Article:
Moving Pets to Belgium
Attention: The following information should be used as a general guideline. Requirements for each country can change frequently so make sure to contact the proper authorities before you travel to Belgium with a pet.
Belgium Pet Travel Requirements
If you or someone you know is moving to Belgium or just traveling there, they may want to bring their pet(s) along with them. It is not as hard as some may think, your pet just needs to meet specific requirements.
As the case with international pet relocation, the first thing that you need to do is have your dog or cat implanted with an identification microchip. Belgium only recognizes two versions:
ISO Standard 11784
ISO Standard 11785
If you feel the need to branch out and use another type of microchip you will need to buy your own scanner. They can be pretty expensive and it’ll need to stay with your pet through the import process.
Another form of identification which pet owners must have is a pet passport. Between the microchip and this your pet should be easily identifiable.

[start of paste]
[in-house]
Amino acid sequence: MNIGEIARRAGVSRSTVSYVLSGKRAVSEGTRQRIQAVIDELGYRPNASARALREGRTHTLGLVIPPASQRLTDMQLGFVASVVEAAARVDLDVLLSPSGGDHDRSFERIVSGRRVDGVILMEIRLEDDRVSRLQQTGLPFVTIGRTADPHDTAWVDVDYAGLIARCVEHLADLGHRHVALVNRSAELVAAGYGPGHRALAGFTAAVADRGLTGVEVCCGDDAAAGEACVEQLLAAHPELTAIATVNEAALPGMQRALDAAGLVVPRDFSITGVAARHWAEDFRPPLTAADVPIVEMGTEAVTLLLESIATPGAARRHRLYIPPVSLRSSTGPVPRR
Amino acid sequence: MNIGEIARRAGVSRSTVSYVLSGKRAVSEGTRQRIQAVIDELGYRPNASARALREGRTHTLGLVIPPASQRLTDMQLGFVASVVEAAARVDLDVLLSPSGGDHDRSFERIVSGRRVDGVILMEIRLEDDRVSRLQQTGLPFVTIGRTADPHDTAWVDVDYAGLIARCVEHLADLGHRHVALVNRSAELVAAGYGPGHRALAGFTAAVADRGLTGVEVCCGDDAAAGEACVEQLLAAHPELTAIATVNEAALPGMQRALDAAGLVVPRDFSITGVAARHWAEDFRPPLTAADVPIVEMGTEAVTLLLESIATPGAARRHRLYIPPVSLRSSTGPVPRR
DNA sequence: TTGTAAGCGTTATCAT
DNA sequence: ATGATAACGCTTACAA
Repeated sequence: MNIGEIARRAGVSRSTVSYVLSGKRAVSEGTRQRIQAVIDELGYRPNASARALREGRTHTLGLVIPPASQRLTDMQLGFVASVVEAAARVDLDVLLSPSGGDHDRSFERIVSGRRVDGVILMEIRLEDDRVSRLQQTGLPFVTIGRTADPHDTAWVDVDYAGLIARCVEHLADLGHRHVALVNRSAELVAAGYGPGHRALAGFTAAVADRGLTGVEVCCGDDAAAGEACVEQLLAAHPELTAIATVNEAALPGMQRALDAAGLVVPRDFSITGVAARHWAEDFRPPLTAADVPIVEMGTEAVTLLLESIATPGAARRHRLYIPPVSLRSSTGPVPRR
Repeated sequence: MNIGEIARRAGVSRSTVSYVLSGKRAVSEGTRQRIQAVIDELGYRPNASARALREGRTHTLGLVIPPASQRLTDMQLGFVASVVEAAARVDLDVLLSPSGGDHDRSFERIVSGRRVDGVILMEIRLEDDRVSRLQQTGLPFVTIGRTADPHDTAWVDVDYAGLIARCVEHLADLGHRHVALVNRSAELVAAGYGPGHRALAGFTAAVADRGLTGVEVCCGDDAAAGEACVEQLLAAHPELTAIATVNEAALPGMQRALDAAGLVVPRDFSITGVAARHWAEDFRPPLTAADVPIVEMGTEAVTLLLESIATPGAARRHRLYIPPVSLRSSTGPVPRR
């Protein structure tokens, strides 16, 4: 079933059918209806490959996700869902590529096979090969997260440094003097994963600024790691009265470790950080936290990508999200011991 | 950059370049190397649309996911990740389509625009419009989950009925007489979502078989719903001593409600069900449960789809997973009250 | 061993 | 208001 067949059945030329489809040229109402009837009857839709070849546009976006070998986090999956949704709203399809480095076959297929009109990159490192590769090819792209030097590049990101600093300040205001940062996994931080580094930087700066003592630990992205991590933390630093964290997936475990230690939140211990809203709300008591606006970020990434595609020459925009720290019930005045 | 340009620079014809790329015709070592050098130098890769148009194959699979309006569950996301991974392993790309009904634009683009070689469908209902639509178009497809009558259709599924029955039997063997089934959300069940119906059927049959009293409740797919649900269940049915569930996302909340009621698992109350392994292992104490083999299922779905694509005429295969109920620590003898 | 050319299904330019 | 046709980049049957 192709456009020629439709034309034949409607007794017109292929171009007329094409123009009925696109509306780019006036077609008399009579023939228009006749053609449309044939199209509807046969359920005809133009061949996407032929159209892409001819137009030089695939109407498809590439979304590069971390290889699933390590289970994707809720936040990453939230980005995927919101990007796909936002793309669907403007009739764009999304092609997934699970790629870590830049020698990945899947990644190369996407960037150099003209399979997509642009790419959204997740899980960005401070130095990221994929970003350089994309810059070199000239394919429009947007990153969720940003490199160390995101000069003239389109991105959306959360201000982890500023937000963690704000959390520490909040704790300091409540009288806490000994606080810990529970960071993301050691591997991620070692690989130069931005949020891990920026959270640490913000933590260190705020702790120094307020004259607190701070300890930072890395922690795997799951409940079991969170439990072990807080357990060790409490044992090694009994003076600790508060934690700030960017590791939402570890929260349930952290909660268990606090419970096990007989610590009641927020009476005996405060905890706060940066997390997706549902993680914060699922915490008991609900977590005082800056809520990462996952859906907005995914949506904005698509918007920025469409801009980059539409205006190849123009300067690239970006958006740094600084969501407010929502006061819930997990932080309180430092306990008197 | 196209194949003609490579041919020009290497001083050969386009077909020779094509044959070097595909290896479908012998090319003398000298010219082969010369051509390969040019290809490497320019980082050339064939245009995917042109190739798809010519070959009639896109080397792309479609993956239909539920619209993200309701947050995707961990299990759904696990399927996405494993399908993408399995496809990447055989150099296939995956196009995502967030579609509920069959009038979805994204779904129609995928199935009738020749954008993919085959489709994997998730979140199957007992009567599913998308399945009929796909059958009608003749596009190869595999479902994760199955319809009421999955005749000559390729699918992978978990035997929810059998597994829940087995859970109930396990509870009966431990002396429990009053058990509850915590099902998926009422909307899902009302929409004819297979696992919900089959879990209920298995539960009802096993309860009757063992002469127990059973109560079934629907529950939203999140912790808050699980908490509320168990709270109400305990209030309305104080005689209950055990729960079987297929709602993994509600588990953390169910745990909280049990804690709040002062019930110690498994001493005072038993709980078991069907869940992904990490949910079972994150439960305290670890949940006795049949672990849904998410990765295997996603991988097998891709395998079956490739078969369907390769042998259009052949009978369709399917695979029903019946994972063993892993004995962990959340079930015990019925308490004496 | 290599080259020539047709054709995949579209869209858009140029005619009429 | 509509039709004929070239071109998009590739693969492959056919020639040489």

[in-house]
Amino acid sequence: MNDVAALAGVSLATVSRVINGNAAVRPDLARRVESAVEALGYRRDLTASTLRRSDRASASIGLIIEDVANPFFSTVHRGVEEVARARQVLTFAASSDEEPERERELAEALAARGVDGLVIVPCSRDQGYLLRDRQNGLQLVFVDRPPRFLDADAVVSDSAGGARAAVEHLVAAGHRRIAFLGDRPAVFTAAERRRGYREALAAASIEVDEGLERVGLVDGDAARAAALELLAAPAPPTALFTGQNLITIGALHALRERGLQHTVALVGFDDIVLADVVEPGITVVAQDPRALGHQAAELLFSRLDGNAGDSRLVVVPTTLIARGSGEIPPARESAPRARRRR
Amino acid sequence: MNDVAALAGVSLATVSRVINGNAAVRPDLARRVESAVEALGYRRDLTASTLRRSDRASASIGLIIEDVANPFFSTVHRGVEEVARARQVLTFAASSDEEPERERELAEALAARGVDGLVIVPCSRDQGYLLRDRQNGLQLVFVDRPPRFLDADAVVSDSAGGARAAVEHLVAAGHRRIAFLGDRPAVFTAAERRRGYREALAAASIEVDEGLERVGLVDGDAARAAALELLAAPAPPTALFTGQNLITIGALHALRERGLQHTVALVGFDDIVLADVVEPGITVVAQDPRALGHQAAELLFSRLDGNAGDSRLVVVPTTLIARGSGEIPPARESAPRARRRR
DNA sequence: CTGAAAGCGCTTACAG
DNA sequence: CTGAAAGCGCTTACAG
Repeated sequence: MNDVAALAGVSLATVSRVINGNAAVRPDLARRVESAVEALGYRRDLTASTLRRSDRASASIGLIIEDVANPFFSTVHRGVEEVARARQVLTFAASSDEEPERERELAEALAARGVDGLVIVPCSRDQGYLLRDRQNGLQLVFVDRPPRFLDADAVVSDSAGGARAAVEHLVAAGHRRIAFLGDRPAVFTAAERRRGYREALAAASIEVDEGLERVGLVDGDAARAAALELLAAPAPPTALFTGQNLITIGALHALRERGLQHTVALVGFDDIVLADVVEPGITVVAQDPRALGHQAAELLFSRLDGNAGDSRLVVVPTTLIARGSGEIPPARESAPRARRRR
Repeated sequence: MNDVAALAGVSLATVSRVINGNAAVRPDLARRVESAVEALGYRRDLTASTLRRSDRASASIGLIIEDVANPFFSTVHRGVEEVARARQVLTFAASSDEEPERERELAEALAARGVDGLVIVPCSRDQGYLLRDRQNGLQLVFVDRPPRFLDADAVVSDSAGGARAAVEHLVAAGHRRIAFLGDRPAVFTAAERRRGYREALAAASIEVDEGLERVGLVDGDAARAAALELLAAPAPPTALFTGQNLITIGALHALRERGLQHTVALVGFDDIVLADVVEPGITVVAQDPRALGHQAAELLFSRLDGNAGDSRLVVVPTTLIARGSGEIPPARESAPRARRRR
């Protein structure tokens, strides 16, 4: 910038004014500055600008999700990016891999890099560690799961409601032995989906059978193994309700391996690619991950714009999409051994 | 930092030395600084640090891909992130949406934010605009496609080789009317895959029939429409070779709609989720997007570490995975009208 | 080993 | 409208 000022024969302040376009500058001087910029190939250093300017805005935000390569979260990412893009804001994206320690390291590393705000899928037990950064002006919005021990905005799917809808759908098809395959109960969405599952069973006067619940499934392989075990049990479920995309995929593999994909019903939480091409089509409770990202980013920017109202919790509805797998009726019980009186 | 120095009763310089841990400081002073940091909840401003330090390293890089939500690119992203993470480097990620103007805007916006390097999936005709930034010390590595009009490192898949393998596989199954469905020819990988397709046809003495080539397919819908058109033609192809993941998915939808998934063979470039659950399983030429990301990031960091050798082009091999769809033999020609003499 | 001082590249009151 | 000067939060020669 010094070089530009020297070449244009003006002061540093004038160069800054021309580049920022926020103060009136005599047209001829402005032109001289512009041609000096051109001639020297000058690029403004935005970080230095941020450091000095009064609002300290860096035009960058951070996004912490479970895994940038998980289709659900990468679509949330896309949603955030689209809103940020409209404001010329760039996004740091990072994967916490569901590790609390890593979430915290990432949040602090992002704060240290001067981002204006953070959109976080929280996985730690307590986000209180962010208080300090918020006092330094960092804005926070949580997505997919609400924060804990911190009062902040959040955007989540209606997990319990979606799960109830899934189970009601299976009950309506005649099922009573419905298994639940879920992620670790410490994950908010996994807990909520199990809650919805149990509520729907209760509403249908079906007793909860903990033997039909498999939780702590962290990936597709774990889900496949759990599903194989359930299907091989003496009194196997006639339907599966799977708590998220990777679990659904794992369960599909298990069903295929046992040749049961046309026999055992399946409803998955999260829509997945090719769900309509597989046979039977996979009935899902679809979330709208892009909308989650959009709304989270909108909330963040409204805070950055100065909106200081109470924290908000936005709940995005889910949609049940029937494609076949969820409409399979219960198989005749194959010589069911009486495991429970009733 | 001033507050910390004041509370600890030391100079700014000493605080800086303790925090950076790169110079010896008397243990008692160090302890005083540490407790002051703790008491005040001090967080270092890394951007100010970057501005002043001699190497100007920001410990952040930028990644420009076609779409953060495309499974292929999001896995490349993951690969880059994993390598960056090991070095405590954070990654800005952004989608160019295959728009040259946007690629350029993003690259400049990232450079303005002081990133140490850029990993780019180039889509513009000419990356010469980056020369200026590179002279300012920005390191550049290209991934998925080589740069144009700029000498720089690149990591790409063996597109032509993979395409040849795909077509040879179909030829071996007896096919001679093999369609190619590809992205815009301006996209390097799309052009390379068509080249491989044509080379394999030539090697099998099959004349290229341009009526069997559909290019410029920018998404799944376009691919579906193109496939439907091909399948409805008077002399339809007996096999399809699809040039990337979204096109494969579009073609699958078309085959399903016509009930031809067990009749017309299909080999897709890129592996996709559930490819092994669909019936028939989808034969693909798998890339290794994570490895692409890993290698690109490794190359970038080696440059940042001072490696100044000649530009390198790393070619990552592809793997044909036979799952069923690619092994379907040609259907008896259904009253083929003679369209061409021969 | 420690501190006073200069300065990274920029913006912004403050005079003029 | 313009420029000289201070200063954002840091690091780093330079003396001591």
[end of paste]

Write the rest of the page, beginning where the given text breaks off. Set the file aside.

Getting Vaccinations Done Before You Leave
There are a few vaccinations and tests specific to the two most common household pets: dogs and cats.
Depending on which type of animal you are bringing along with you to Belgium, it may take a little more effort.
All dogs need to be tested and vaccinated for rabies, parvo, hepatitis, distemper and a few other ones. Make sure they are performed by an accredited vet.
Cats have specific tests as well that your vet should know about. In the case of both animals, vaccinations need to have been done within the previous year.
Forms You Will Need Completed
The two certificates that you will need initially are the EU vet health certificate and USDA endorsement. The health certificate should be completed no earlier than four months before arriving in Belgium and you’ll get his from your vet.
After this form is complete, you’ll need it along with a letter from the vet clinic and your pet’s rabies certificate in order to get approval from the USDA.
Ten days prior to departure you will need to ask your veterinarian to complete an international health certificate (APHIS Form 7001) for your dog or cat. Make sure that Belgium is the final destination.
Always make sure that the documents mentioned above are with your pets at all times.
The last thing you will need to apply for is the actual pet import permit for Belgium.
Without this your pet will not clear customs or be allowed into Belgium.
Written by Damien Shields